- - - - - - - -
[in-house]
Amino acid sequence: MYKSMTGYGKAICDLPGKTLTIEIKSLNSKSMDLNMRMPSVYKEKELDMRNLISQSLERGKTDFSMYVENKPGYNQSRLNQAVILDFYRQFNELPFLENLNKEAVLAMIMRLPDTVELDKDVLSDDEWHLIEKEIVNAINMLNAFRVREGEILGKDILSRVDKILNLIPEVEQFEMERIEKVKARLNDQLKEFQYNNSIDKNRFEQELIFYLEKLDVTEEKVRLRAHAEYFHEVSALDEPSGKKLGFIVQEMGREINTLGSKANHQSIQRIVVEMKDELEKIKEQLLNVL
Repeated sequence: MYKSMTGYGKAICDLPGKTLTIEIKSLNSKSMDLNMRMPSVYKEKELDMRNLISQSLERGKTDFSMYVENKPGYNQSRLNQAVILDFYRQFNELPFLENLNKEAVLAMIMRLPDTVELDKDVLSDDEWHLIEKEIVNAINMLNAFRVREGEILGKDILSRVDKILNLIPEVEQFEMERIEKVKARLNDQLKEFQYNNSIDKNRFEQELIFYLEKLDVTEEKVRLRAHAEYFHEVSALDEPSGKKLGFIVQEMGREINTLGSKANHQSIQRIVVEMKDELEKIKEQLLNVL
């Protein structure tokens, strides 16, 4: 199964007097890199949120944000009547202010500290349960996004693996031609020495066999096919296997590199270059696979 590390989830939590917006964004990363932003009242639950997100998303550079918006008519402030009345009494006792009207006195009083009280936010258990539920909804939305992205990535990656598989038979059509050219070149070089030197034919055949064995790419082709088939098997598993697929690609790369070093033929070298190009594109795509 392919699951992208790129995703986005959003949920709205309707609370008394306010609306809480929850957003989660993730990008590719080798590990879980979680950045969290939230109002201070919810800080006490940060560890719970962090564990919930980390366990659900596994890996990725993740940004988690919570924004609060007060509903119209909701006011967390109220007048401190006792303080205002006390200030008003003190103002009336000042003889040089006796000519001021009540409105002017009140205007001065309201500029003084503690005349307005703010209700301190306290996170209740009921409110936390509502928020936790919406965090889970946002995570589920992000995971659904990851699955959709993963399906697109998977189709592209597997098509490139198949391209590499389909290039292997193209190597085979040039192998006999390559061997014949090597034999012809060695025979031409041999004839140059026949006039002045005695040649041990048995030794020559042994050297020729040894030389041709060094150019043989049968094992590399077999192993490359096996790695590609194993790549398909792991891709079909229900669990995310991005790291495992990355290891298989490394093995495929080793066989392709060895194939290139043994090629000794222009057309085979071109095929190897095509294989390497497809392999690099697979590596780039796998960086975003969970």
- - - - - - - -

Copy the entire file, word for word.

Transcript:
[in-house]
Amino acid sequence: MYKSMTGYGKAICDLPGKTLTIEIKSLNSKSMDLNMRMPSVYKEKELDMRNLISQSLERGKTDFSMYVENKPGYNQSRLNQAVILDFYRQFNELPFLENLNKEAVLAMIMRLPDTVELDKDVLSDDEWHLIEKEIVNAINMLNAFRVREGEILGKDILSRVDKILNLIPEVEQFEMERIEKVKARLNDQLKEFQYNNSIDKNRFEQELIFYLEKLDVTEEKVRLRAHAEYFHEVSALDEPSGKKLGFIVQEMGREINTLGSKANHQSIQRIVVEMKDELEKIKEQLLNVL
Repeated sequence: MYKSMTGYGKAICDLPGKTLTIEIKSLNSKSMDLNMRMPSVYKEKELDMRNLISQSLERGKTDFSMYVENKPGYNQSRLNQAVILDFYRQFNELPFLENLNKEAVLAMIMRLPDTVELDKDVLSDDEWHLIEKEIVNAINMLNAFRVREGEILGKDILSRVDKILNLIPEVEQFEMERIEKVKARLNDQLKEFQYNNSIDKNRFEQELIFYLEKLDVTEEKVRLRAHAEYFHEVSALDEPSGKKLGFIVQEMGREINTLGSKANHQSIQRIVVEMKDELEKIKEQLLNVL
């Protein structure tokens, strides 16, 4: 199964007097890199949120944000009547202010500290349960996004693996031609020495066999096919296997590199270059696979 590390989830939590917006964004990363932003009242639950997100998303550079918006008519402030009345009494006792009207006195009083009280936010258990539920909804939305992205990535990656598989038979059509050219070149070089030197034919055949064995790419082709088939098997598993697929690609790369070093033929070298190009594109795509 392919699951992208790129995703986005959003949920709205309707609370008394306010609306809480929850957003989660993730990008590719080798590990879980979680950045969290939230109002201070919810800080006490940060560890719970962090564990919930980390366990659900596994890996990725993740940004988690919570924004609060007060509903119209909701006011967390109220007048401190006792303080205002006390200030008003003190103002009336000042003889040089006796000519001021009540409105002017009140205007001065309201500029003084503690005349307005703010209700301190306290996170209740009921409110936390509502928020936790919406965090889970946002995570589920992000995971659904990851699955959709993963399906697109998977189709592209597997098509490139198949391209590499389909290039292997193209190597085979040039192998006999390559061997014949090597034999012809060695025979031409041999004839140059026949006039002045005695040649041990048995030794020559042994050297020729040894030389041709060094150019043989049968094992590399077999192993490359096996790695590609194993790549398909792991891709079909229900669990995310991005790291495992990355290891298989490394093995495929080793066989392709060895194939290139043994090629000794222009057309085979071109095929190897095509294989390497497809392999690099697979590596780039796998960086975003969970």